Habits of Highly Effective Martial Artists

In the book The Seven Habits of Highly Effective People, one of the lessons is to start with the end goal in mind. Meaning, don't be driven to work for work's sake, but to make sure you are progressing towards a specific goal.

This is a fantastic lesson, and one that can be applied to many if not all areas of life.

I took this lesson down to the training hall to see how training itself can be improved with this new focus. Last week as I was holding the kick shield and working with my green belt, I was providing on-going commentary regarding body positioning, stepping, and the impact on the target for a standard stepping side kick. Once everything had more or less improved to my satisfaction, I noticed that there was a drop out of power at the point of impact. Follow through was not there! The kick seemed to be everything up to the point (it looked good or it looked okay), and then it just slipped.

The penetration power of the side kick was not there because the processes which were what I was focusing on is only part of the determinant of power. The next determinant is intent, own strength, and the follow through. Basically the person must *want* to kick the target. It is as simple as that. Not just bring up the foot and send it out 'correctly'. He or she must need and want and yearn to give it to the kick shield. Juice it up. Ramp it up. Fire it up. How many more ways can I say it?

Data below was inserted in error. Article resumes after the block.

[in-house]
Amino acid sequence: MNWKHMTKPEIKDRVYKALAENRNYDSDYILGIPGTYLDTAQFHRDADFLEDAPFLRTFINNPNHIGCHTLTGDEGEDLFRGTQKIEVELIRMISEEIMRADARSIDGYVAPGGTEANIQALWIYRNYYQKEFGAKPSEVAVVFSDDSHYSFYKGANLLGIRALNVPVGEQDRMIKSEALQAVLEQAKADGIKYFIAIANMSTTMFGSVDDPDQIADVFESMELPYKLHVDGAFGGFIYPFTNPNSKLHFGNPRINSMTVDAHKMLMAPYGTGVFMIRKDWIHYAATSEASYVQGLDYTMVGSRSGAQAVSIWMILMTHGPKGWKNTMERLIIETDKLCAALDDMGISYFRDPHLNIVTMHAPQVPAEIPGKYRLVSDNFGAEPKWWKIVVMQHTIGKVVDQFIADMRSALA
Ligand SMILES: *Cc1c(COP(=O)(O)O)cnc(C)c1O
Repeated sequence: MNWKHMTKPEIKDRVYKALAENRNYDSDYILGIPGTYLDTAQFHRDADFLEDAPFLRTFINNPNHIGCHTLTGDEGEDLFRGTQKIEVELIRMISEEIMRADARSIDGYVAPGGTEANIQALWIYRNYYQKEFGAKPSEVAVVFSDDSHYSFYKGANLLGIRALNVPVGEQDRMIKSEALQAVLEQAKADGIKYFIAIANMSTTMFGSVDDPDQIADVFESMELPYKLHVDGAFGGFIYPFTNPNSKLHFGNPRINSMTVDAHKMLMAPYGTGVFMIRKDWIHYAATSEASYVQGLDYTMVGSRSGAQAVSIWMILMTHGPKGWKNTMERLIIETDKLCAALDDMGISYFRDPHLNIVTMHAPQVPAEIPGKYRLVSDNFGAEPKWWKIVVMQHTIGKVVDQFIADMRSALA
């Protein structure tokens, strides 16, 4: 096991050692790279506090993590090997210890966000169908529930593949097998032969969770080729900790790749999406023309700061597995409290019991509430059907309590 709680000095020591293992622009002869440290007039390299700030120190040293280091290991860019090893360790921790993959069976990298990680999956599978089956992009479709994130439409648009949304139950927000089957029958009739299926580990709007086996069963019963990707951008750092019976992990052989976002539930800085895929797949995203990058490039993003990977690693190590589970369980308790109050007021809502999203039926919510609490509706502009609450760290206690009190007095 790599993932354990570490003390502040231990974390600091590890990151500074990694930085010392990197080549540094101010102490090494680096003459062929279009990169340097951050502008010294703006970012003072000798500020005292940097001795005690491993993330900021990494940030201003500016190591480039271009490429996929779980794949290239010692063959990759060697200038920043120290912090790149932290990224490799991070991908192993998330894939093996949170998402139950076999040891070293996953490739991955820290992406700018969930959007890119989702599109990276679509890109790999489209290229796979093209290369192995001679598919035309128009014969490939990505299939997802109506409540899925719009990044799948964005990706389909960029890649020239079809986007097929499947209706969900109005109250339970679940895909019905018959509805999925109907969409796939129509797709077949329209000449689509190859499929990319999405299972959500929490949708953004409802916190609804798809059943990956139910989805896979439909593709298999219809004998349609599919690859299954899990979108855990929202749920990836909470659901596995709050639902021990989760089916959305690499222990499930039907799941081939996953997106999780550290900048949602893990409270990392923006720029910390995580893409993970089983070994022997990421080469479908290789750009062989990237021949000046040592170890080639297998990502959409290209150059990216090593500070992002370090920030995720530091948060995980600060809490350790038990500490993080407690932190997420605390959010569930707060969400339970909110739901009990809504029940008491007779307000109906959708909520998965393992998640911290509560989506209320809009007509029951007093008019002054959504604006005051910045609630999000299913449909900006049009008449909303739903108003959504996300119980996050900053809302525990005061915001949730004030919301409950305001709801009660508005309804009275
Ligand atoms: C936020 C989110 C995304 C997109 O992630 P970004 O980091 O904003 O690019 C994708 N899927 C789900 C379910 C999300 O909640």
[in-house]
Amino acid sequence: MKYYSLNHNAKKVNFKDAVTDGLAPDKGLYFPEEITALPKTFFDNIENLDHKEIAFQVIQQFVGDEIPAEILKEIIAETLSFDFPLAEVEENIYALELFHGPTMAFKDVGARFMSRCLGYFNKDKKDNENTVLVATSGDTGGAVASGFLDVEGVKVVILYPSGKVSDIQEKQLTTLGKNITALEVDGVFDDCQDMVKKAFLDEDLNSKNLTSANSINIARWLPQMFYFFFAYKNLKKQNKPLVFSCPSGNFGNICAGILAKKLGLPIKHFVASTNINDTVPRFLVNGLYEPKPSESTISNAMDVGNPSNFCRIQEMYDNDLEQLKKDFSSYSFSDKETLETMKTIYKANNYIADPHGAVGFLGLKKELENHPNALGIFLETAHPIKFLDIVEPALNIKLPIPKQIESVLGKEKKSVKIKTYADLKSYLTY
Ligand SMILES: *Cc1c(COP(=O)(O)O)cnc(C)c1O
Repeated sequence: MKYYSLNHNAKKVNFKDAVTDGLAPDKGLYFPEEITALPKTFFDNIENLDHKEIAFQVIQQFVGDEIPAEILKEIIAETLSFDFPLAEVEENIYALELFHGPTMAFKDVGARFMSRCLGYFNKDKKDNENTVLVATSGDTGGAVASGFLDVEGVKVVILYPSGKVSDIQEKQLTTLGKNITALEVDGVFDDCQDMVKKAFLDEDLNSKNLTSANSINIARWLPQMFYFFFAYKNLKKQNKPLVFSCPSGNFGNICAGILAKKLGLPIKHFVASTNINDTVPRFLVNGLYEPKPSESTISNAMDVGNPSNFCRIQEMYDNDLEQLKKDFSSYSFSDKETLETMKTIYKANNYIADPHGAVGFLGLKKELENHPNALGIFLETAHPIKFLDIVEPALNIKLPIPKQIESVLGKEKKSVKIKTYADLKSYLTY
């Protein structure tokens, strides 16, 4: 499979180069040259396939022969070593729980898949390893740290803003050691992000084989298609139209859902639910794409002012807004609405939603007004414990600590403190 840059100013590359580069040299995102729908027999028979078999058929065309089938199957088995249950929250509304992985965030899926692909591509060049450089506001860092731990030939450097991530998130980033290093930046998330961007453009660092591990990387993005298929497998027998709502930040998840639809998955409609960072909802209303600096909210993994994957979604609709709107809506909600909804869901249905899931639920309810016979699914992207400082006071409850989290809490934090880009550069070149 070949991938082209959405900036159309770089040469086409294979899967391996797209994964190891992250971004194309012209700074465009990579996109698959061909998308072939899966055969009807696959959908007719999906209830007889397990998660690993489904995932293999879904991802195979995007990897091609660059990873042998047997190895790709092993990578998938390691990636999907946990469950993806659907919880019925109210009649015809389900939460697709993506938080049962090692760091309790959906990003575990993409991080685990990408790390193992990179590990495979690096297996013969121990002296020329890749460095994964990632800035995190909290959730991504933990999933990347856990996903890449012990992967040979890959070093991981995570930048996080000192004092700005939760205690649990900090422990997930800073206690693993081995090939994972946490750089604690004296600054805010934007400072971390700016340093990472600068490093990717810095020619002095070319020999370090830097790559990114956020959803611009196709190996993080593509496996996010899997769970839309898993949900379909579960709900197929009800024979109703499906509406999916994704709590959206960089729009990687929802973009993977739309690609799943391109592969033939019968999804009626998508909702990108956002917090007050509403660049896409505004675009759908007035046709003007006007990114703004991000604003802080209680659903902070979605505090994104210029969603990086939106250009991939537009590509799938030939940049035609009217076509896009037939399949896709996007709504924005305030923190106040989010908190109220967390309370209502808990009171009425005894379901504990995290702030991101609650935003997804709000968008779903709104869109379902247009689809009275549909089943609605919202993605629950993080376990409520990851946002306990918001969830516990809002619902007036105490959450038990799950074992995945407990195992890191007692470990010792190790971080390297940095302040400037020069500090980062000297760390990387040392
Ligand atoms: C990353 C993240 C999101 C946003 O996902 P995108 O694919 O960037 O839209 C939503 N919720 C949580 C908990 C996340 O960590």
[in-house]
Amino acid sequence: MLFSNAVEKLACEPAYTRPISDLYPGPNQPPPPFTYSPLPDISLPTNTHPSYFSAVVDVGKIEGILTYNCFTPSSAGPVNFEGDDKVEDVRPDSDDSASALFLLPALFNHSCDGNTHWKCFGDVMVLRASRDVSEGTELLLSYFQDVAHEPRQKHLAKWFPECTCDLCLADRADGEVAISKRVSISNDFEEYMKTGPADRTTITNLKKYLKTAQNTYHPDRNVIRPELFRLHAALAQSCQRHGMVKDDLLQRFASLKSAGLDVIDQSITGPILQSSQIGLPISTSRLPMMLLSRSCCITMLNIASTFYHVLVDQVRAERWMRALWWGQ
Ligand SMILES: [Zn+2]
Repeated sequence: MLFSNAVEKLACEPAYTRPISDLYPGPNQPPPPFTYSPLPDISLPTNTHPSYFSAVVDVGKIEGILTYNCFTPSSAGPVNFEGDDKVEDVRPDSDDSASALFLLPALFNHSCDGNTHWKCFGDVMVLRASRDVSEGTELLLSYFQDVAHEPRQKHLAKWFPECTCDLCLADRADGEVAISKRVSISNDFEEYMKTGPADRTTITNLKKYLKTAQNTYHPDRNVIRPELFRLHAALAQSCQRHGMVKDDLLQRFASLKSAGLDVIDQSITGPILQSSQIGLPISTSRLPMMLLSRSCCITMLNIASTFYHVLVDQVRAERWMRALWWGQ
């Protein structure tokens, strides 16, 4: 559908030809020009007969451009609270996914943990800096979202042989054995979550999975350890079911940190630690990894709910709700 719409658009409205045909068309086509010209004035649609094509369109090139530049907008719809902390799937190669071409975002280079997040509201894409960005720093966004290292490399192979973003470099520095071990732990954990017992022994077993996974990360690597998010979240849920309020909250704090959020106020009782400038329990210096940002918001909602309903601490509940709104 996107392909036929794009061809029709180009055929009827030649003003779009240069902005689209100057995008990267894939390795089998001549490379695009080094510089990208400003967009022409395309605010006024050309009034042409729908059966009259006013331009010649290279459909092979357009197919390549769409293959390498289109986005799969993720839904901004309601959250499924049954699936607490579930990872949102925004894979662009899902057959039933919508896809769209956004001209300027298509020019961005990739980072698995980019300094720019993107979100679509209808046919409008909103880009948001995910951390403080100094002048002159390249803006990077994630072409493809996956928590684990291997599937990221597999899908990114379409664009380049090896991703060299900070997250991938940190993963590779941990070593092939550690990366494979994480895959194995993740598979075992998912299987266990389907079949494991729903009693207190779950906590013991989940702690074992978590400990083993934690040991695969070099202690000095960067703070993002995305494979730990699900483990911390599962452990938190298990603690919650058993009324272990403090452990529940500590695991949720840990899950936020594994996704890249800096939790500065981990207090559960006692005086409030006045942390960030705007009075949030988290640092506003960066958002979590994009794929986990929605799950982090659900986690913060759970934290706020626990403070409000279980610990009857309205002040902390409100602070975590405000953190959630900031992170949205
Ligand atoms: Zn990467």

To borrow a training idea from another sport where I worked as a coach, a side kick is NOT the way you step to the target, NOT the way you bring your knee up, NOT the way you extend your leg, NOT the way you hold your foot, and NOT the way you rotate the foot into the target.

What the Taekwondo side kick boils down to is the point at which you are hitting the opponent with the side of your foot and then the one or maybe two inches of penetrating power you apply beyond that.

So next time you're doing drills, think about what you are attempting to do. Make sure you've brought along your martial arts hat - not your dancing hat. It's not about looks, it's about what you want to achieve with all your techniques.



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Colin Wee
Traditional Taekwondo Technique Workshop


Ikigai said…
This reminds me of Bruce Lee's admonition in Enter the Dragon - "we need emotional content!"

Colin Wee said…
Brilliant quote!

Yeah, I think there's a mistaken idea that martial artists are supposed to be cool and calm. But to me I don't think this translates as being limp &/or flaccid &/or unimaginative &/or nonchalent &/or a social retard.

I think cool and calm is about maintaining clarity in the heat of combat. Getting involved with intensity, commitment, and tenacity is something that may give any fighter an edge.

supergroup7 said…
Yes.. I wonder if this embodies the whole concept of "kime" that is inherent in Karate.. to show that unity of mind, soul, and body into going through that target.

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